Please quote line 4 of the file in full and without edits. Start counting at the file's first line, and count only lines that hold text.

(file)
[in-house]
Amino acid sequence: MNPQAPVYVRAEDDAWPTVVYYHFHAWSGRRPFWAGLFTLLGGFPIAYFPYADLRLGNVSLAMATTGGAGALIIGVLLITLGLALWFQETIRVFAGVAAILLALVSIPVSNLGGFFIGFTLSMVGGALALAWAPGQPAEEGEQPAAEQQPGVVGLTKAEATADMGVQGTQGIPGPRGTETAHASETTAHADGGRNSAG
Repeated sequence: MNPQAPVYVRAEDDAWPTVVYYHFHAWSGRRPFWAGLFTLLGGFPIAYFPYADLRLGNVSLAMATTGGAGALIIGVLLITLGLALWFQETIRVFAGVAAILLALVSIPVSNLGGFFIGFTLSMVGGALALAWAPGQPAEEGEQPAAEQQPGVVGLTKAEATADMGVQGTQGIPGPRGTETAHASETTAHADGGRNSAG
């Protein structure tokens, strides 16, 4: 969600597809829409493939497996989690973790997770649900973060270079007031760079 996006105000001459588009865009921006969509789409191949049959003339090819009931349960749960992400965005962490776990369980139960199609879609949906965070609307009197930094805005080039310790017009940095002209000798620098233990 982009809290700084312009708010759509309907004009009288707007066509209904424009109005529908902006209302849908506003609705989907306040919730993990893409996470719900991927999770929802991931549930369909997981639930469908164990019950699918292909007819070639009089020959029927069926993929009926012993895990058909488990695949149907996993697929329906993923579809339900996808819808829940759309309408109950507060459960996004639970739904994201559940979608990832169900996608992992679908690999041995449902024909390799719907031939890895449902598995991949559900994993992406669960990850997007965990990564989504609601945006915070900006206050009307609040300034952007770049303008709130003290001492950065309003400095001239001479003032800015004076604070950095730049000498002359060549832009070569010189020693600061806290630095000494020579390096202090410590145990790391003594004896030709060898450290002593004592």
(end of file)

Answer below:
């Protein structure tokens, strides 16, 4: 969600597809829409493939497996989690973790997770649900973060270079007031760079 996006105000001459588009865009921006969509789409191949049959003339090819009931349960749960992400965005962490776990369980139960199609879609949906965070609307009197930094805005080039310790017009940095002209000798620098233990 982009809290700084312009708010759509309907004009009288707007066509209904424009109005529908902006209302849908506003609705989907306040919730993990893409996470719900991927999770929802991931549930369909997981639930469908164990019950699918292909007819070639009089020959029927069926993929009926012993895990058909488990695949149907996993697929329906993923579809339900996808819808829940759309309408109950507060459960996004639970739904994201559940979608990832169900996608992992679908690999041995449902024909390799719907031939890895449902598995991949559900994993992406669960990850997007965990990564989504609601945006915070900006206050009307609040300034952007770049303008709130003290001492950065309003400095001239001479003032800015004076604070950095730049000498002359060549832009070569010189020693600061806290630095000494020579390096202090410590145990790391003594004896030709060898450290002593004592």